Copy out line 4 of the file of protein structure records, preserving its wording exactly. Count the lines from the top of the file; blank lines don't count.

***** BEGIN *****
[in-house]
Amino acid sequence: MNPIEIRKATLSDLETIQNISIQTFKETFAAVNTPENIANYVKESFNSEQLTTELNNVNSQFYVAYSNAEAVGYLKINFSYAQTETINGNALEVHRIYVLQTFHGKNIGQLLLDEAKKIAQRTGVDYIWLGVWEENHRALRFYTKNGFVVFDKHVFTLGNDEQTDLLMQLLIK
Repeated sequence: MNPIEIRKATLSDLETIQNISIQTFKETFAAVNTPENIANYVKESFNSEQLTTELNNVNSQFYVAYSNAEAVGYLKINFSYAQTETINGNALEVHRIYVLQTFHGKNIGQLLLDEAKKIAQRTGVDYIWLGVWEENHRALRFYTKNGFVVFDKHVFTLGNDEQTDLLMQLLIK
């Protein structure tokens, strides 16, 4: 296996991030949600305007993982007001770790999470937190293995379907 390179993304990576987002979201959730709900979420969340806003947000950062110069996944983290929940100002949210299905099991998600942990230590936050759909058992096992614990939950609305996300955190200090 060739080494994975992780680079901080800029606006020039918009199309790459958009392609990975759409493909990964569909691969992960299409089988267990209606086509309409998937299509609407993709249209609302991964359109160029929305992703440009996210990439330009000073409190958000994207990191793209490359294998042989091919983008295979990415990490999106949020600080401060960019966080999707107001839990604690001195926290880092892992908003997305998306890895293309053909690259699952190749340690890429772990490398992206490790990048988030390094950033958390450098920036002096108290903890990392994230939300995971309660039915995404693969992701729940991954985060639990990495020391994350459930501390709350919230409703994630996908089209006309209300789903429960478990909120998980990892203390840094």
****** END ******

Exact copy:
């Protein structure tokens, strides 16, 4: 296996991030949600305007993982007001770790999470937190293995379907 390179993304990576987002979201959730709900979420969340806003947000950062110069996944983290929940100002949210299905099991998600942990230590936050759909058992096992614990939950609305996300955190200090 060739080494994975992780680079901080800029606006020039918009199309790459958009392609990975759409493909990964569909691969992960299409089988267990209606086509309409998937299509609407993709249209609302991964359109160029929305992703440009996210990439330009000073409190958000994207990191793209490359294998042989091919983008295979990415990490999106949020600080401060960019966080999707107001839990604690001195926290880092892992908003997305998306890895293309053909690259699952190749340690890429772990490398992206490790990048988030390094950033958390450098920036002096108290903890990392994230939300995971309660039915995404693969992701729940991954985060639990990495020391994350459930501390709350919230409703994630996908089209006309209300789903429960478990909120998980990892203390840094």